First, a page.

H., Haller, U., Wolf-Zimper, O., Lorenz, W. J., Bader, R., Müller, B., Kubh, F. Excerpta med. int Congr. Ser. no. 363. Proc. 2nd Eur. Congr. Ultrason. Med. held in Munich, in May, 1975. 7. Brown, J. J., Lever, A. F., Robertson, J. I. S., Schalekamp, M. A. Lancet, 1976, i, 1217. 8. Alam, G. M., Smirk, F H. Br. Heart J 1943, 5, 152. 9. Kolsters, G. Thesis, Rotterdam, 1976. 10. Schalekamp, M. A. D. H., Birkenhäger, W. H., Kolsters, G, Lever, A. F. in Hypertension. Current Problems (edited by A. Distler and H. P. Wolff, p. 133. Stuttgart, 1974 11. Birkenhäger, W. H., Schalekamp, M. A. D. H. Control Mechanisms in Essential Hypertension. Amsterdam (in the press .

0. Zadkine’s Rotterdam statue,




the elements of



again, therefore, a negative rather than a positive feedback mechanism. Perhaps Brown et al. consider a breakdown of a vasodepressor mechanism. But how would they then visualise "stepwise interaction"? It is to be hoped that they will one day put forward a hypothesis which fully accounts for known facts and which can be tested in the clinical setting.

Department of Internal Medicine, Zuiderziekenhuis, Rotterdam, Netherlands


are surprised by the rather peevish response of friend, Professor Birkenhager, and his colleagues, to our paper (June 5, p. 1217). Even more surprising is their invocation of Zadkine’s statue as a model for scientific hypothesis. The people of Rotterdam more usually regard it as a symbol of indiscriminate aggression.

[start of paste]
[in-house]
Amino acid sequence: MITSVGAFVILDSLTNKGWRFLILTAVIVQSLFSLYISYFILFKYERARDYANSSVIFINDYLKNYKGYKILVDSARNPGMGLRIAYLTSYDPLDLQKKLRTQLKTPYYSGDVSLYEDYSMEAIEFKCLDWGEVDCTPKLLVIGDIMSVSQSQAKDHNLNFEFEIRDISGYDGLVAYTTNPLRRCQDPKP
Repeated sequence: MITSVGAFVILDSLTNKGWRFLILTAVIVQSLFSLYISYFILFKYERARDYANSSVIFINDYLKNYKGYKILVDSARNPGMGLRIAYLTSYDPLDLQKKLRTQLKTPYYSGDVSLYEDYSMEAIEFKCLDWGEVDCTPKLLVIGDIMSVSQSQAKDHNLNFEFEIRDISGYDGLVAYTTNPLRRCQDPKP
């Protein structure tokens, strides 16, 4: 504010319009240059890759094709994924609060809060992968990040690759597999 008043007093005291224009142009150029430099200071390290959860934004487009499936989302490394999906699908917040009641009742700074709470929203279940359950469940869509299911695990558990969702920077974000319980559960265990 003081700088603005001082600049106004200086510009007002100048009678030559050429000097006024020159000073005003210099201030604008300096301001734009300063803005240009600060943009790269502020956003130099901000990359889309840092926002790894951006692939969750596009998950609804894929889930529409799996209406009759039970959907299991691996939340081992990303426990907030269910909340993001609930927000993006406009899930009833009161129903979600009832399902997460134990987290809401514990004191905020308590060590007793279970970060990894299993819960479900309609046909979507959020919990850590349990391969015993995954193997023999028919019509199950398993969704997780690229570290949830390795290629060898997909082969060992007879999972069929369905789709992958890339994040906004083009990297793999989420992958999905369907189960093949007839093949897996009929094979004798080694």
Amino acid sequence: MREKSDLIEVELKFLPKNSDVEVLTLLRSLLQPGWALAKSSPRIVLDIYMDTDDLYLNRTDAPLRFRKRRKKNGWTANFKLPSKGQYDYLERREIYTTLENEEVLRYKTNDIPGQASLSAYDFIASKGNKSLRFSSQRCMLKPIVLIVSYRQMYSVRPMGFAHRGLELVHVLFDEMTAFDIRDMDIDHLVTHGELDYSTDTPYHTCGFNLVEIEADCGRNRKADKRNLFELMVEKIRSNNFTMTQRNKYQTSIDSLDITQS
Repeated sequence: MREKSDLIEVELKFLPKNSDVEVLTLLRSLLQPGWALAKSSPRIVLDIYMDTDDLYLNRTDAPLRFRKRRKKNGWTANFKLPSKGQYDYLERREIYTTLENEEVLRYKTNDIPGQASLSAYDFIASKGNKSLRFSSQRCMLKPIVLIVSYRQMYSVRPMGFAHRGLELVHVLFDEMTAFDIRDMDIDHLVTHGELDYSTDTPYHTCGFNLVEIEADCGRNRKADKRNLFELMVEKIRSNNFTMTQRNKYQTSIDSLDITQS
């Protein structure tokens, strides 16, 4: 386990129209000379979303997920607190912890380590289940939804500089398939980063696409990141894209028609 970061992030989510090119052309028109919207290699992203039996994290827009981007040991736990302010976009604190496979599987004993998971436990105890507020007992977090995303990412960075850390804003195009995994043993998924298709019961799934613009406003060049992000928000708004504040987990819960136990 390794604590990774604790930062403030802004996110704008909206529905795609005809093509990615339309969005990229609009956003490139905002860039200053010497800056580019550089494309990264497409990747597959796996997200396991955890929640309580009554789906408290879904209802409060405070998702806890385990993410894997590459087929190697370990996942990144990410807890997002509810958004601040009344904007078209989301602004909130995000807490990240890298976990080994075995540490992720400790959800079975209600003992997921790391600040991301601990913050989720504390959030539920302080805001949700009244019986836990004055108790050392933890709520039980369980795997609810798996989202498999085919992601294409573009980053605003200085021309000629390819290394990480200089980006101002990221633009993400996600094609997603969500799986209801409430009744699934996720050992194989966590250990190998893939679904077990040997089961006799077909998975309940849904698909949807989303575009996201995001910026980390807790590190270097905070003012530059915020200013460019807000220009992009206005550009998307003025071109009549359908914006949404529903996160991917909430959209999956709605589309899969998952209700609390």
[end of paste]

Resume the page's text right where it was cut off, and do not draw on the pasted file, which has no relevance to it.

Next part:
The criticisms of the Rotterdam workers seem to us to have little substance. We also dislike neologisms, but, with the exception of "renal transformation time", a term we defined, the phrases they object to are already in use. Dealing with more specific points they raise: first, despite their assertions, "integrated pressure" could be derived from continuous measurement of blood-pressure in man.12 Birkenhager has made similar measurements himself. Renal transformation time is also measureable; after 8 weeks, in 50% of rats the kidney is "transformed" and able to maintain

hypertension.4 We are surprised by Professor Birkenhager’s reluctance to accept a role for the kidney in essential hypertension, since this is an idea he has previously proposed5 and defended6 with us.

1. Littler, W A, Honour, A. J, Sleight, P., Stott, F D Br. med J. 1972, iii, 76. 2 Littler, W A , West, M J., Honour, A J, Sleight, P. Proc. 7th Eur Congr. Cardiol 1976, p. 670 abstr. 3. Birkenhager, W H, Houwing, L. A., Van Es, A., Lamers, H. J., Mulder, A H. Clin Sci 1968, 35, 445 4. Floyer, M. A ibid. 1951, 10, 405 5. Kolsters, G., Schalekamp. M A., Birkenhager, W. H, Lever, A. F. in Pathophysiology and Management of Arterial Hypertension (edited by G. Berglund, L. Hansson, and L. Werkö ; p 54, Goteborg, 1975. 6. Birkenhager, W. H, Brown, J J., Lever, A. F, Robertson, J. I. S., Schalekamp, M A. Lancet, 1975, i, 1423

Ultrasound monitoring of fetal movements.

91 running, hesitates for balance when ascending stairs, cannot rise directly from the seated position, but shifts his weight laterally in order to d...